[Haskell-cafe] Project idea, seeking feedback
markus.l2ll at gmail.com
Wed Nov 8 21:10:53 UTC 2017
this is obviously highly ambitious if you want to get this right. If
you actually plan to start on this, then since there are plenty of
DSL's that eventually run on one machine, then where I would start is
the distributed part. I.e make something that passes around an Int,
and have it deploy to any number of machines. Then add gradually add
complexity, like distributed queues and workers, ways to enforce
ordering on when results of works are to be
submitted/accepted. Implementing precedence graphs would be
interesting. Then there is limiting congestion and probably many more
kinds of limits you want to add to different points in the graph.
Just some random ideas. But start and deploy something very simple at
On Wed, Nov 8, 2017 at 2:21 PM, Alex <alex at centromere.net> wrote:
> Hi all,
> I'm seeking feedback for a project I'd like to start. I have a bit of
> experience developing large scale systems containing many
> microservices, databases, message queues, and caches over many VMs. Time
> and time again I find myself confronted with the same problems:
> 1. It is difficult to trace events through the system: Consider an HTTP
> request made by a customer to a public API. Which microservices were
> impacted by that request? What SQL queries were run as a result of that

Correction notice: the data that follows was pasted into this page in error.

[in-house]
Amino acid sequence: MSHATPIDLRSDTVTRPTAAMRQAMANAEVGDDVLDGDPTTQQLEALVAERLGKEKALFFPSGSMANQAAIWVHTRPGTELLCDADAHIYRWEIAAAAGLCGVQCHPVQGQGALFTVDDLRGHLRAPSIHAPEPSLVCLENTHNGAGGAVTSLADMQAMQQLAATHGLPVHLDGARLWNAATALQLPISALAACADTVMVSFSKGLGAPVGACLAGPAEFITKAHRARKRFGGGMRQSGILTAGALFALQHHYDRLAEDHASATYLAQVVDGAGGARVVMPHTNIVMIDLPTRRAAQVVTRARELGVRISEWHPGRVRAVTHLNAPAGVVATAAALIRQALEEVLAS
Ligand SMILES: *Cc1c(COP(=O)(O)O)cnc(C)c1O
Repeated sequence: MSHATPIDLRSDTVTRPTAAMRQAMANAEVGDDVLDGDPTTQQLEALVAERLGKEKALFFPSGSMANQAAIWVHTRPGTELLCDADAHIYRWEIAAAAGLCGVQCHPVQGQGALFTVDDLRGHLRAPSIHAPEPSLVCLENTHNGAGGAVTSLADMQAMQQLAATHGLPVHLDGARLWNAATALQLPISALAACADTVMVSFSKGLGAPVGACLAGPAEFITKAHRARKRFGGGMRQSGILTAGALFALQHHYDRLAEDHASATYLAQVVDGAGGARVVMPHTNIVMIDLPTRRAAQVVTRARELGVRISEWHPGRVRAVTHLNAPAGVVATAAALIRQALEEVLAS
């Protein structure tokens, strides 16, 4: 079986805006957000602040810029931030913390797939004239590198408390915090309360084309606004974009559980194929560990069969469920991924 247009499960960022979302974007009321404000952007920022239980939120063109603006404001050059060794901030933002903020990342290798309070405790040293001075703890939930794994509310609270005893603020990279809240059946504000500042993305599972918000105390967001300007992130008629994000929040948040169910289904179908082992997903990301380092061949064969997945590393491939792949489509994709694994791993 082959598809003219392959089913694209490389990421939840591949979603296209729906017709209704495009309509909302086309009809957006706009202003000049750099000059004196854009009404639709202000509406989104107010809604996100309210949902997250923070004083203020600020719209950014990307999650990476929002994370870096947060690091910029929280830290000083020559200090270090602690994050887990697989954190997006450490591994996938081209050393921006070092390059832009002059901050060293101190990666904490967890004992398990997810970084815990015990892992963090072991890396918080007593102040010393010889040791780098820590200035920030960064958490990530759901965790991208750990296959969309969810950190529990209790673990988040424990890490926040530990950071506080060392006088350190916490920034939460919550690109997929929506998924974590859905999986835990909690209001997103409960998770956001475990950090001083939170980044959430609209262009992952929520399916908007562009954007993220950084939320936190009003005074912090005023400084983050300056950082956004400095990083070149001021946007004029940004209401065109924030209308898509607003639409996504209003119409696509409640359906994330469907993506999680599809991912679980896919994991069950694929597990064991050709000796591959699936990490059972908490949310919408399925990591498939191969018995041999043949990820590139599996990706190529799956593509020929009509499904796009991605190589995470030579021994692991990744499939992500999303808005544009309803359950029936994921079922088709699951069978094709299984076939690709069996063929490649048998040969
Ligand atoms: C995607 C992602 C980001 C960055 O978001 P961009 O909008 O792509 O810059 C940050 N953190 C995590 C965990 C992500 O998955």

> request? What 3rd party APIs were consulted during the request's
> fulfillment? Answers to these questions are essential to fixing bugs
> quickly, and yet they are so difficult to answer (at least in my
> 2. Problems are difficult to reproduce: When Customer Success walks in
> and says, "I have an angry customer on the phone. They want to know why
> [FOO] wasn't properly [BAR]" it is often impossible to give an answer
> without interactive troubleshooting and hours of grepping through
> unstructured log files. Troubleshooting may incur additional expenses
> too, since (for instance) you may hit your API request limit for a 3rd
> party service.
> 3. Business and non-business logic are not well encapsulated: Often I
> see code related to (for example) RabbitMQ interwoven with core business
> logic when calls need to be made to other microservices. The fact that
> RabbitMQ facilitates communication between microservices is an
> implementation detail that I shouldn't have to think about.
> 4. Resource consumption is non-uniform: Some microservices are more
> demanding than others in terms of CPU, memory, and disk usage.
> Achieving optimal "packing" is difficult. In other words, some VMs
> will have a high load and others will remain idle. Auto scaling groups
> can help with this in theory, but I don't think they can achieve the
> kind of density I would like to see.
> Moreover, what constitutes a "resource"? If a 3rd party service
> rate limits requests by IP address, couldn't each request be considered
> a resource unit which needs to be properly load balanced, just as you
> would with CPU?
> Given these motivations, I would like to flesh out some ideas for a
> framework/platform which addresses these issues. These ideas are
> half-baked and may not tie in well with one another.
> I envision a distributed system as follows: